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What Etzebeth said in private after Ireland loss shows where Boks are

By Josh Raisey
South Africa's lock Eben Etzebeth reacts at the end of the France 2023 Rugby World Cup Pool B match between South Africa and Ireland at the Stade de France in Saint-Denis, on the outskirts of Paris on September 23, 2023. (Photo by MARTIN BUREAU / AFP) (Photo by MARTIN BUREAU/AFP via Getty Images)

Ireland may have come away with a 13-8 win over the world champions South Africa in their pool stage meeting on Saturday, but Andy Farrell’s side were unsuccessful in denting the Springboks’ confidence for the rest of the World Cup.


The top two sides in the world produced a pool stage match for the ages at the Stade de France, which brought all the physicality and ferocity one would expect from the best teams in the world. Despite being on the wrong end of the scoreline, the three-time champions’ confidence has not been shaken in their pursuit of retaining the Webb Ellis Cup.

Jim Hamilton gave an insight into how the Boks were feeling after the match on The Rugby Pod this week, where he revealed a conversation he had in private with Eben Etzebeth.

“Shall I tell you honestly what Eben Etzebeth said to me?” he said to Andy Goode and Andy Rowe. “I just said to him physical game, and he was like ‘we’ll get them again if they make it through.’ If they make it through, that’s what he said.”


This not only exhibits the supreme confidence that Etzebeth and his teammates have at this World Cup, but it also highlights what they think of Ireland’s chances of making it to the final (which is the only occasion where they could meet the Springboks again). Moreover, this perhaps shows what Etzebeth thinks of the All Blacks, who are now Ireland’s likely opponents in the quarter-finals.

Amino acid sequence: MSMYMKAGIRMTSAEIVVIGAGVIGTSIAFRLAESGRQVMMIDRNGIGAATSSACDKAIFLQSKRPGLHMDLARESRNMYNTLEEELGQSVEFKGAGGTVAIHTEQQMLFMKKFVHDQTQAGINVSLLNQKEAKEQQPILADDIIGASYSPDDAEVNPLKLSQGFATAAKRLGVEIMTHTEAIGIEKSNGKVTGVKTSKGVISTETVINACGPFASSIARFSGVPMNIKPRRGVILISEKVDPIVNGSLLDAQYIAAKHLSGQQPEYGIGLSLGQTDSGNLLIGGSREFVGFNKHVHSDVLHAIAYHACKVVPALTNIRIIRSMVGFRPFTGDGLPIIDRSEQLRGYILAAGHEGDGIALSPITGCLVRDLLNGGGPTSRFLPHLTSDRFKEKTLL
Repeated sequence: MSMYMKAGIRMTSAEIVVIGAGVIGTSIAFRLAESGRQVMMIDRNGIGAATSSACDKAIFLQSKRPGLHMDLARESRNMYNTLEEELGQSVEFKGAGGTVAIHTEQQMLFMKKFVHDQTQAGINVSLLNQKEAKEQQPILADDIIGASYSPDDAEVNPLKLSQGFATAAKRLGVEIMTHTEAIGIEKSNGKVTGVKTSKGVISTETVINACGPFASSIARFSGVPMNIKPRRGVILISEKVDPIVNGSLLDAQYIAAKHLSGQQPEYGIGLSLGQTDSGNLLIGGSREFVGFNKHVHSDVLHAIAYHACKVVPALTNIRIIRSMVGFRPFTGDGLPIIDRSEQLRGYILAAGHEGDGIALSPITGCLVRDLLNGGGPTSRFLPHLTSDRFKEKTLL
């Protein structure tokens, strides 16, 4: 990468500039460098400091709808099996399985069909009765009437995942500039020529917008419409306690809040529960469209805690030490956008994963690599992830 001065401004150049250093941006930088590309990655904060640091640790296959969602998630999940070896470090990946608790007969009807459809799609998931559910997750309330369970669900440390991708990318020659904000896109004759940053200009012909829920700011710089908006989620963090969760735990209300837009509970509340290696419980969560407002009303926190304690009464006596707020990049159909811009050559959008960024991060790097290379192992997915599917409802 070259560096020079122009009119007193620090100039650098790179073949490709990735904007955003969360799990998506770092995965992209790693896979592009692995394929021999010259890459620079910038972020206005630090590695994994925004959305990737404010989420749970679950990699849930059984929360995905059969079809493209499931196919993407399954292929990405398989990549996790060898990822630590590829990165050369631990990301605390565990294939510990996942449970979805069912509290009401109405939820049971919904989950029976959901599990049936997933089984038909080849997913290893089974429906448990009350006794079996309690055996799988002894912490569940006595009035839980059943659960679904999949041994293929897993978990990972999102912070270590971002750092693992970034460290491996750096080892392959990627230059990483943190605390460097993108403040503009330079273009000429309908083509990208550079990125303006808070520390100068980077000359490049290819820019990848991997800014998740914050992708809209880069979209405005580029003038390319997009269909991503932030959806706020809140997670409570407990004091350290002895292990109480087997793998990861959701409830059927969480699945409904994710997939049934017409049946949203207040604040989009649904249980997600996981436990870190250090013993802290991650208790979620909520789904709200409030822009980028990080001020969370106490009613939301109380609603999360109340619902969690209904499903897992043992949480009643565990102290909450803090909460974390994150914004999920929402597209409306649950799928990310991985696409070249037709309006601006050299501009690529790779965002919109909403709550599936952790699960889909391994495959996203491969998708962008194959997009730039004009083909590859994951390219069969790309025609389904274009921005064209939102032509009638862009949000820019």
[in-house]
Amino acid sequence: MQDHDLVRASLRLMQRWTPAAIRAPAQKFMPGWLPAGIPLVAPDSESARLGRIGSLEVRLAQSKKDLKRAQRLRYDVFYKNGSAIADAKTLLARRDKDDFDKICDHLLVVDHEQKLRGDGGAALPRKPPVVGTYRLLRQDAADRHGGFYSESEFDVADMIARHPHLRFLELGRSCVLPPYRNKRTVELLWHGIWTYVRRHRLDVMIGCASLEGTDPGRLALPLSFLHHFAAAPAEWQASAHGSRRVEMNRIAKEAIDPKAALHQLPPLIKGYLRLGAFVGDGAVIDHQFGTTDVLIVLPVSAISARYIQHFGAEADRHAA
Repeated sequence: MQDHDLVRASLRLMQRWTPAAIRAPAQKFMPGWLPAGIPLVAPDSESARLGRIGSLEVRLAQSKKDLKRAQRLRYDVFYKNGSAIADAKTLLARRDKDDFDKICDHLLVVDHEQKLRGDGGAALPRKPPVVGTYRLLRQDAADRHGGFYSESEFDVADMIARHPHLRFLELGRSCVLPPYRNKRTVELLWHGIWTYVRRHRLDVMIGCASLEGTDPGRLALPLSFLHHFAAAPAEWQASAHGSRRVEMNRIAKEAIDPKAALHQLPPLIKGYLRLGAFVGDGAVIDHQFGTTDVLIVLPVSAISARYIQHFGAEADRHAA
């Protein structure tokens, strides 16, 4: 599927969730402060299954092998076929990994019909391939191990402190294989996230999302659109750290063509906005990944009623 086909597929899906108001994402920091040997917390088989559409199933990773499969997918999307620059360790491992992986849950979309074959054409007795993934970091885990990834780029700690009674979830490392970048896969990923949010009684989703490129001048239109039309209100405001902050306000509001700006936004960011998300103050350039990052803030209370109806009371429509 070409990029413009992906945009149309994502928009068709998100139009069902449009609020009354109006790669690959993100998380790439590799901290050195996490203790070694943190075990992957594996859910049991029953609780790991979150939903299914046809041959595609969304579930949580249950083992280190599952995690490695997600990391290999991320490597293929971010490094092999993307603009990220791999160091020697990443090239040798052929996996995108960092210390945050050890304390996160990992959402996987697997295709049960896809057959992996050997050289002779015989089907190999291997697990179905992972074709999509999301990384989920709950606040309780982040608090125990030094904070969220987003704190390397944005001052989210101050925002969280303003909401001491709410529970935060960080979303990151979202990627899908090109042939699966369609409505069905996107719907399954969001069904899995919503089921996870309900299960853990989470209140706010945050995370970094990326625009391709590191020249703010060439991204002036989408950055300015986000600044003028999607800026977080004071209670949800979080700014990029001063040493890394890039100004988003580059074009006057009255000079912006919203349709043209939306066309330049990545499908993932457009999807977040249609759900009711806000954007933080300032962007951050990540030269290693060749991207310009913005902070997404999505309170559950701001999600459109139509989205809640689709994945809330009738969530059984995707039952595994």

Hamilton went on to discuss with Goode which team now has the psychological advantage for the rest of the tournament and whether the loss will affect Jacques Nienaber’s side mentally.

“You talk about the world champions,” he said. “You talk about the second best team, the top two best teams in the world, it’s the psychological part I don’t think affects South Africa. If they get the kicks at goal, if they get that lineout drive going at the end of the game and potentially a different referee, it looks very different. But Ireland have beaten them now. Ireland have beaten the All Blacks in a Test series. Ireland are Grand Slam champions. That’s the one and they’re not going to face them now until the final now.


“I think South Africa have this arrogance, and rightly so because they’re world champions, that they can beat anyone.”

Goode added: “I think that’s the South African mindset of ‘okay, listen, we lost to Ireland and they took it to us physically’ – they normally beast teams South Africa, but their mentality and mindset is always ‘right, that’s the challenge that has been set, let’s show them what South African rugby is all about.’ They’ll have no problem bouncing back from that, the South Africans, it will actually motivate them more, I reckon.”

On a personal level for Etzebeth, the 120kg lock suffered the ignominy of being picked up and held in the air by Ireland winger James Lowe, which Hamilton said he will feel “embarrassed” about.

“He’s looking at that and he’s embarrassed. He’ll feel embarrassed, he’ll be raging, because that’s the one image that’s come out of that game.”


Etzebeth is not the only person in the South African camp that remains unruffled after the loss in Paris though. Both head coach Nienaber and captain Siya Kolisi laughed off the question whether their side can still win the World Cup after the match, drawing inspiration from their pool stage loss to the All Blacks in 2019 before going on to win.



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